We need reminders that God’s presence in our world is not always obvious—even to those in the church. There are times in life when we wonder where God is. The book of Esther reminds me that we don’t have to be passive victims of the world’s evil. We don’t have to be scared into stunned silence as we wait for God to show up and save us.

In times of darkness, we are tempted to pull back from others, to move into self-chosen exile. When we pull away from one another, evil festers. Any time we are torn apart from each other, evil has an opportunity to abound. But there is another way. Facing evil can lead us to become peacemakers, like Esther. Peacemakers are people who heal by pulling close instead of tearing apart. Peacemakers are people who get in touch with their own pain and disappointment with God, and then reach out to others who suffer.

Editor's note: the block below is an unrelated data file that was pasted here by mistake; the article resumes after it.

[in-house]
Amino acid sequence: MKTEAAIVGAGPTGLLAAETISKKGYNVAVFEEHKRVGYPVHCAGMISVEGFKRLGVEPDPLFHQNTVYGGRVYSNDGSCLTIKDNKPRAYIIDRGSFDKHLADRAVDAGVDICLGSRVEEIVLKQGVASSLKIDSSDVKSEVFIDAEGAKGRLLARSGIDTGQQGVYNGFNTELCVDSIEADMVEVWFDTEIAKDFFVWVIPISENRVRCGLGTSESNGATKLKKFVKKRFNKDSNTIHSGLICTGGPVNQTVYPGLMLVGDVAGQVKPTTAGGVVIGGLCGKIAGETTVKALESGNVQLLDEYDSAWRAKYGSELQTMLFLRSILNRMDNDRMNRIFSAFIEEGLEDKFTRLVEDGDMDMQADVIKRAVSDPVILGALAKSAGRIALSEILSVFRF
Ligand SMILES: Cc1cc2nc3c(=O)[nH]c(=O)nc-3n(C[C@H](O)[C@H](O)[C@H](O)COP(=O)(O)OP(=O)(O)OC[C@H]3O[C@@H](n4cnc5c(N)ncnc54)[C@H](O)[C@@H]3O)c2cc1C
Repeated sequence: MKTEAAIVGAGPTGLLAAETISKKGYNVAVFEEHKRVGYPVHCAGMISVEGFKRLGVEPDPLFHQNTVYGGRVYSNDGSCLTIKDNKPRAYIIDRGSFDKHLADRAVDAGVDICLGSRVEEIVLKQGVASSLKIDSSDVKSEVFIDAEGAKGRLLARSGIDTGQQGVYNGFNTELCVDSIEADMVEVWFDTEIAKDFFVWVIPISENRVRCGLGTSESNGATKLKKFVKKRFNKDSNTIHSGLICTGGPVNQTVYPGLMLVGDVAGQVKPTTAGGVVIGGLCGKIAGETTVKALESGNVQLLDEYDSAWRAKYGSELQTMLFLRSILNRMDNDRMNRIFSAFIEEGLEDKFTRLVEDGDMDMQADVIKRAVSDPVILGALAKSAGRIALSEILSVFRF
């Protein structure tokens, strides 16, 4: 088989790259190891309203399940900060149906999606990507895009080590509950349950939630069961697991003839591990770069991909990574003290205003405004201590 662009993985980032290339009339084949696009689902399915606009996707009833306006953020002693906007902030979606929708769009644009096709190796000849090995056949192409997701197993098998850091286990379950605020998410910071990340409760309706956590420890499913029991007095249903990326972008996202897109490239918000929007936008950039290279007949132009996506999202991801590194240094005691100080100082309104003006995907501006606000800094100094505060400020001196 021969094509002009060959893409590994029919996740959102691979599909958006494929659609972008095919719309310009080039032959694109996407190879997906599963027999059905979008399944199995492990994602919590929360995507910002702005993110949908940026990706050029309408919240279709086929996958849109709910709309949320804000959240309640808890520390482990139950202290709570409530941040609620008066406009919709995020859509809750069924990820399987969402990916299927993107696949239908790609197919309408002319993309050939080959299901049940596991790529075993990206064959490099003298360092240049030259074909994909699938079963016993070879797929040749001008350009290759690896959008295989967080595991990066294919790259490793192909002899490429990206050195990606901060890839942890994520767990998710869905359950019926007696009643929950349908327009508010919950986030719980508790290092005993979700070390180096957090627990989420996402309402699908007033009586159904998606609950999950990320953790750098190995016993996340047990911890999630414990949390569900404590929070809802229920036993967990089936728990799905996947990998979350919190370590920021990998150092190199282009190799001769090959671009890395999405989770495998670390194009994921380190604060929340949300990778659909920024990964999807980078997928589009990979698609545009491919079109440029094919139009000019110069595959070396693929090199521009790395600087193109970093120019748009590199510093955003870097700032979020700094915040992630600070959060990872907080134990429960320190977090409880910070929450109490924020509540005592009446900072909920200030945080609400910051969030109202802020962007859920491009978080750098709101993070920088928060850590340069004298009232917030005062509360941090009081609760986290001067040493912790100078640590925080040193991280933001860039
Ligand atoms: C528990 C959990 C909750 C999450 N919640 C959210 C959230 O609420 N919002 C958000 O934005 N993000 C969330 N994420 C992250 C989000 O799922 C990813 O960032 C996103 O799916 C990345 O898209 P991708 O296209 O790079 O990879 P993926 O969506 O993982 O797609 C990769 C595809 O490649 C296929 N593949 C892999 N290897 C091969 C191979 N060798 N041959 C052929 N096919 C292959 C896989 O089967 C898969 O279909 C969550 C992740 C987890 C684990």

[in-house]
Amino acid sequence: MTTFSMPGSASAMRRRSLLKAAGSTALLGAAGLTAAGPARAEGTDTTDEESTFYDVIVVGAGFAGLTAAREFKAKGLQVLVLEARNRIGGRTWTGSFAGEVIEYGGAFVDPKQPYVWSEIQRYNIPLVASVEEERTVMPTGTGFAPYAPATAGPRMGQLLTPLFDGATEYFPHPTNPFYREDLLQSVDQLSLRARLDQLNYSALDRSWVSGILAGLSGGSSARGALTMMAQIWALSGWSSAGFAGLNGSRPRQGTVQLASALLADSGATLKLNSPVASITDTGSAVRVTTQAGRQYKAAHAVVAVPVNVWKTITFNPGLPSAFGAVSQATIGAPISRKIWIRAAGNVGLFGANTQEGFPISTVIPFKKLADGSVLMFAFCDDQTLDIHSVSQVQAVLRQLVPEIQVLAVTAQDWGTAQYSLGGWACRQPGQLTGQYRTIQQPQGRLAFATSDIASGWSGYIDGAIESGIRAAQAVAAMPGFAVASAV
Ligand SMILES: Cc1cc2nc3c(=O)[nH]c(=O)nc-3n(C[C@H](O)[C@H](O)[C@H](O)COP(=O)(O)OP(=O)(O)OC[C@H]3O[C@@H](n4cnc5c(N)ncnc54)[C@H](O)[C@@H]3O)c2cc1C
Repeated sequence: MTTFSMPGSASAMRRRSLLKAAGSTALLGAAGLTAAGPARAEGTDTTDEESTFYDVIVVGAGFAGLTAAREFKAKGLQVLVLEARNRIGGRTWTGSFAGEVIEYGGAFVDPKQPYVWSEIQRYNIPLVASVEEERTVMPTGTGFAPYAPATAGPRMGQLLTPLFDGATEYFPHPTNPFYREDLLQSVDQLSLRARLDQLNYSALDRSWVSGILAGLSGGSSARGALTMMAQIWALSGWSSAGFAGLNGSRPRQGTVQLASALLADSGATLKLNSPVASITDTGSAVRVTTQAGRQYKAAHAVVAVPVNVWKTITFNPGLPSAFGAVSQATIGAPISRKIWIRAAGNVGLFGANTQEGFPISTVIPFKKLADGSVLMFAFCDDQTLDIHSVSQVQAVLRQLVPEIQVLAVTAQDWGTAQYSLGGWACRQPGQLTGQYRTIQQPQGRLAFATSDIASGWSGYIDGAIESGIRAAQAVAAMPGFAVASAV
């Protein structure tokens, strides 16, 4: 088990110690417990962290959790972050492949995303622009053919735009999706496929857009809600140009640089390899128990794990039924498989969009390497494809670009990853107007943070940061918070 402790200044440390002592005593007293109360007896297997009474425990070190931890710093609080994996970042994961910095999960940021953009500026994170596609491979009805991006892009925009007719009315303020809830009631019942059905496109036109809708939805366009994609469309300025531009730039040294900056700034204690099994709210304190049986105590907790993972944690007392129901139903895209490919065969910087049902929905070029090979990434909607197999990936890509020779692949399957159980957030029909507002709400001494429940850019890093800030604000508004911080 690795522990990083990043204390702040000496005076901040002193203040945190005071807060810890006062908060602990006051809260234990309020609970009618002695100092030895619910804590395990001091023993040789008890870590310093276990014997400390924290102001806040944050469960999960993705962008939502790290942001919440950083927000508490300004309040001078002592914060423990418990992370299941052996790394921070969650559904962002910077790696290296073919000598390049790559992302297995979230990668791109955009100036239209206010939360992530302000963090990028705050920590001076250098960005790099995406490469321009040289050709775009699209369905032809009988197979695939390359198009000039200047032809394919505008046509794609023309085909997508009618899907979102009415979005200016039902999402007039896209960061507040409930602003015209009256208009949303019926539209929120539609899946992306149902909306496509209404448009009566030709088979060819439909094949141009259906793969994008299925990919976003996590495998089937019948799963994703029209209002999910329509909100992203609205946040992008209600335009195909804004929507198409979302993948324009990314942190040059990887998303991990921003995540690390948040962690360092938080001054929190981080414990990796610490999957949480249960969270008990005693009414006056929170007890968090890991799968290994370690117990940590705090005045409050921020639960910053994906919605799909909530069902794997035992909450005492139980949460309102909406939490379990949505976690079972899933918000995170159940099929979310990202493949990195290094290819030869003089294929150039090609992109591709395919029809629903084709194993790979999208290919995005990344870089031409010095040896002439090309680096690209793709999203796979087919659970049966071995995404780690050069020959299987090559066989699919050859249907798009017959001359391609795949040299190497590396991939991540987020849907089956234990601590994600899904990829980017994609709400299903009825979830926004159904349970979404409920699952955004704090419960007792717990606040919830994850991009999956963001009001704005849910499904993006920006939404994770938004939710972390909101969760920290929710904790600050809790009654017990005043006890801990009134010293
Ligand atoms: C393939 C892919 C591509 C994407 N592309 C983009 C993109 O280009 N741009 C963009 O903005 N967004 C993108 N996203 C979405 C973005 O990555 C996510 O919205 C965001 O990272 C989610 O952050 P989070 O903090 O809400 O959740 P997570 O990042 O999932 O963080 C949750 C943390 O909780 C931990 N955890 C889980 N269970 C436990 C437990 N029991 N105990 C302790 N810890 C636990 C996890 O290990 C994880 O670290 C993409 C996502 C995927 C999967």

Let me tell you about some a peacemaker. A girl grew up in a troubled family and suffered through weariness and depression. At 16 years she was wed in an arranged marriage. The marriage was not a happy one. The husband was a faithless, violent spendthrift who made his wife miserable. She spent the first five years of her marriage in silent, melancholy submission to her husband. For ten years the woman alternated between withdrawal and social activity; there were no children, although her husband had at least one child by a mistress. Then the wife experienced a religious conversion. At about the same her husband became bankrupt. The woman began a life of humble of social work---going into the city’s slums to help the sick poor. Eventually her husband gave his life to God and helped his wife minister to the poor. They moved into the slums and worked there, without pay. Three years later, the plague came to the city, killing 80% of those who lived there. The wife supervised those who cared for the dying. In the year 1496 her husband died and the wife continued working full time until her health began to fail. She died in 1510, worn out with labors of body and soul, and consumed, even physically, by the fires of Divine love within her. The woman’s name was Catherine. She is known in the church today as Catherine of Genoa. This is a woman who faced evil. She knew suffering and pain. At one point in her life she asked the Lord, “Why, Jesus, is there so much pain on earth? Why do people have to suffer?” And Jesus said back to her, “Catherine, if there were any other way, I would have thought about it a long time ago.” It seems that there is no other way to learn how to let go and to learn compassion. There is no other way that we can learn our limits and rely on God and others. Peacemaking is born our of suffering.